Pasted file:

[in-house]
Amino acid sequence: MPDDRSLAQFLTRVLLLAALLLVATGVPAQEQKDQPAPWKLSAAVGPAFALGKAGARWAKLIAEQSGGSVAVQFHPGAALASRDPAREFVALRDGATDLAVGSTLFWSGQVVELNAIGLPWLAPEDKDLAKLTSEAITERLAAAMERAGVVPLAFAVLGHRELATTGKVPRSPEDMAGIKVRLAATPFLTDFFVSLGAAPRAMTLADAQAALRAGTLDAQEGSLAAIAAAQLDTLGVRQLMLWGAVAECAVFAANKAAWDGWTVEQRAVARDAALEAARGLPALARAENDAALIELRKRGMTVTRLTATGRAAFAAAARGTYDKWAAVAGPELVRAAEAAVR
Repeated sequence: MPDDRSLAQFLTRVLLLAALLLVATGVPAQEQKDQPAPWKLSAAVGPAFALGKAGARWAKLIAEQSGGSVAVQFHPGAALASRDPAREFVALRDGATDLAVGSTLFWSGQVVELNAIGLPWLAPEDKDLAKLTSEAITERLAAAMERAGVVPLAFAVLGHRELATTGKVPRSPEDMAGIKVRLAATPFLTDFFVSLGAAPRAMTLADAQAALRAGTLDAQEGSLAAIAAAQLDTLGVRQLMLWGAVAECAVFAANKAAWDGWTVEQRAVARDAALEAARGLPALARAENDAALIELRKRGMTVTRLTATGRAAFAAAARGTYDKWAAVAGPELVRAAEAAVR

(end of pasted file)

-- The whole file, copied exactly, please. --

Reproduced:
[in-house]
Amino acid sequence: MPDDRSLAQFLTRVLLLAALLLVATGVPAQEQKDQPAPWKLSAAVGPAFALGKAGARWAKLIAEQSGGSVAVQFHPGAALASRDPAREFVALRDGATDLAVGSTLFWSGQVVELNAIGLPWLAPEDKDLAKLTSEAITERLAAAMERAGVVPLAFAVLGHRELATTGKVPRSPEDMAGIKVRLAATPFLTDFFVSLGAAPRAMTLADAQAALRAGTLDAQEGSLAAIAAAQLDTLGVRQLMLWGAVAECAVFAANKAAWDGWTVEQRAVARDAALEAARGLPALARAENDAALIELRKRGMTVTRLTATGRAAFAAAARGTYDKWAAVAGPELVRAAEAAVR
Repeated sequence: MPDDRSLAQFLTRVLLLAALLLVATGVPAQEQKDQPAPWKLSAAVGPAFALGKAGARWAKLIAEQSGGSVAVQFHPGAALASRDPAREFVALRDGATDLAVGSTLFWSGQVVELNAIGLPWLAPEDKDLAKLTSEAITERLAAAMERAGVVPLAFAVLGHRELATTGKVPRSPEDMAGIKVRLAATPFLTDFFVSLGAAPRAMTLADAQAALRAGTLDAQEGSLAAIAAAQLDTLGVRQLMLWGAVAECAVFAANKAAWDGWTVEQRAVARDAALEAARGLPALARAENDAALIELRKRGMTVTRLTATGRAAFAAAARGTYDKWAAVAGPELVRAAEAAVR